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Scotland to raise alcohol prices by 30% to limit availability

Scotland to raise alcohol prices by 30% to limit availability

Image source: © canva
Marta Grzeszczuk,
05.02.2024 16:15

Scotland has legislation mandating a minimum price per unit of alcohol. Some people are unhappy about the upcoming rate increase in May.

A minimum price for alcohol per unit was introduced in Scotland in 2018. The government is now considering raising the rate to further reduce the availability of alcoholic drinks.

Scotland to raise alcohol prices from May

Ministers in Edinburgh are expected to confirm that the minimum price of a unit of alcohol will rise from 50 pence to 65 pence from the beginning of May, The Guardian reports. The minimum price of a standard bottle of whisky will increase from £14 to £18.20, a bottle of vodka to £16.90 and a four-pack of basic beer to £4.58.

Six years ago, Scotland implemented a policy of minimum alcohol pricing, becoming the first constituent country of the UK to do so. However, despite this policy, the number of alcohol-related deaths in the country has increased by 25% over the last three years. According to estimates from Public Health Scotland, the figure would have been 13.5% higher if it weren't for the minimum alcohol pricing legislation.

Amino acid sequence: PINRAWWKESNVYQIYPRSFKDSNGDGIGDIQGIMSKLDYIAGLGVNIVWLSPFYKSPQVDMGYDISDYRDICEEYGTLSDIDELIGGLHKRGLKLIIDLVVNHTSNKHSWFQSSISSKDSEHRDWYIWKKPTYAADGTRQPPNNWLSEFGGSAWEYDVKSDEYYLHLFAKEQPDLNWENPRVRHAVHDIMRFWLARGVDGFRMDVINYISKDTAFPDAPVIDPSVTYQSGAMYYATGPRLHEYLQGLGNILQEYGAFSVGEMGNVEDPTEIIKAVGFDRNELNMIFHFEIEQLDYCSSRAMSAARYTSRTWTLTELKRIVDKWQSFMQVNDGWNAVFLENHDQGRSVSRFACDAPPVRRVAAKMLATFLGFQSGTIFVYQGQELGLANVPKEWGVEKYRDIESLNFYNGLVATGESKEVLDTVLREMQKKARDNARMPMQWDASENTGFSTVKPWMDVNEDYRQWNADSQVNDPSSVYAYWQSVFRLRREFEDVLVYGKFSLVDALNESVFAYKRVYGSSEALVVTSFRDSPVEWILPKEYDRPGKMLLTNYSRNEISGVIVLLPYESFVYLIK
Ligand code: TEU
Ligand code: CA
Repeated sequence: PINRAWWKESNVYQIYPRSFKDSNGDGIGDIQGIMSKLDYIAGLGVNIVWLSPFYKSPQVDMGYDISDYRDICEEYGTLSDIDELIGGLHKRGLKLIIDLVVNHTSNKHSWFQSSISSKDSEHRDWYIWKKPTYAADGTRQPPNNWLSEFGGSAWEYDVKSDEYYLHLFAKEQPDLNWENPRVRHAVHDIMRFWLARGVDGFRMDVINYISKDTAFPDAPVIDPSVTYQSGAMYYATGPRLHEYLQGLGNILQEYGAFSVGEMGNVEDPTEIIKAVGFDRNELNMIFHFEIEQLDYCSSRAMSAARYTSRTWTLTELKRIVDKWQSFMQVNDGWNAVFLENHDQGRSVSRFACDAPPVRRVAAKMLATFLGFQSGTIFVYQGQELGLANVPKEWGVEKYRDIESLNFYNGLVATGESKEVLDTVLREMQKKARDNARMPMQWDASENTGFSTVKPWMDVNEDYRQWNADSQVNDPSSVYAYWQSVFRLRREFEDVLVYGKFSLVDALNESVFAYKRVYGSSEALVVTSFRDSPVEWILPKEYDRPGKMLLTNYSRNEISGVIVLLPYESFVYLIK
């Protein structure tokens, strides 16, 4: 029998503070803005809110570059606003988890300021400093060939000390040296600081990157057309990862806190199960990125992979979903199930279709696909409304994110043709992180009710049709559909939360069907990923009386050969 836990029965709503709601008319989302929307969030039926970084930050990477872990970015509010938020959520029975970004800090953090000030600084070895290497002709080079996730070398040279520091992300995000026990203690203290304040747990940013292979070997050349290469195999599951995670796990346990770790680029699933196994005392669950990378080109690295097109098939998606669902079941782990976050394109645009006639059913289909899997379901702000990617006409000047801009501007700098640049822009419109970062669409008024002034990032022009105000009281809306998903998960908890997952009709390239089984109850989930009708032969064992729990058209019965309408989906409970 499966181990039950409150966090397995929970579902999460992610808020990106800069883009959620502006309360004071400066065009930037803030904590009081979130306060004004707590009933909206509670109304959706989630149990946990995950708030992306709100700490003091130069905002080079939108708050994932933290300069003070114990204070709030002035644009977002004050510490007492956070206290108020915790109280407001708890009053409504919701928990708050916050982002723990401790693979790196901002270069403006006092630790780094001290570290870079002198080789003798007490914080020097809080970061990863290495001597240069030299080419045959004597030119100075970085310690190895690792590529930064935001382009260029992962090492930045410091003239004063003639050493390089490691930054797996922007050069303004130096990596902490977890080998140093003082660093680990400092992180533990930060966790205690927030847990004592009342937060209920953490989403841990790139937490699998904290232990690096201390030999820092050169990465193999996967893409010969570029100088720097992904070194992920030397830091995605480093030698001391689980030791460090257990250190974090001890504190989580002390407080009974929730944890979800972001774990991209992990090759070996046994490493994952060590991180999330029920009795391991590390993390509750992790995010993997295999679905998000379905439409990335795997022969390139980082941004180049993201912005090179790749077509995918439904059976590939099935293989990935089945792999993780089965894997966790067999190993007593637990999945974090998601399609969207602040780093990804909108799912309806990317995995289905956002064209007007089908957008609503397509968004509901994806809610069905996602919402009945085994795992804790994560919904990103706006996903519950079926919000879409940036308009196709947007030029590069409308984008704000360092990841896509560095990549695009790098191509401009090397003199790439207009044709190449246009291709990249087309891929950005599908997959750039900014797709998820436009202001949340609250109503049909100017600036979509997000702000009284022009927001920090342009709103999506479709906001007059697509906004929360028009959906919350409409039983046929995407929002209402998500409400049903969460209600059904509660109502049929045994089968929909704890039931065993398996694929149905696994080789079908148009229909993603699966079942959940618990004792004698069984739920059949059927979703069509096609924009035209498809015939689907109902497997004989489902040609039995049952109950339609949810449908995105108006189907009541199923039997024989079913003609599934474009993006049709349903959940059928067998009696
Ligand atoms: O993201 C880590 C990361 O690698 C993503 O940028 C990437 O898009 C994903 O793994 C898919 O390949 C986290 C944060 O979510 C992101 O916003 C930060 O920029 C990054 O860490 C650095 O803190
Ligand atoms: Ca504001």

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Willie Rennie, former leader of the Scottish Liberal Democrats and now the party's economy spokesperson, is pleased with the decision to raise the price. "More than 20 people a week in Scotland die due to alcohol misuse, so we need to take steps to stop alcohol wrecking lives and communities," he said.

Not everyone is happy with the price increase

The Scottish Wine and Spirit Trade Association is lobbying against a minimum price per unit of alcohol. They plan to call for the complete abolition of minimum pricing, arguing that it is an ineffective and unfair way of tackling alcohol abuse. Opponents of the policy also cite the cost-of-living crisis in the UK as a reason to abolish minimum pricing.

The Scotch Whisky Association has already challenged the Scottish policy in court. However, in 2017, the UK Supreme Court ruled that the current legislation was a "proportionate means of achieving a legitimate aim" and complied with EU law.

Source: The Guardian

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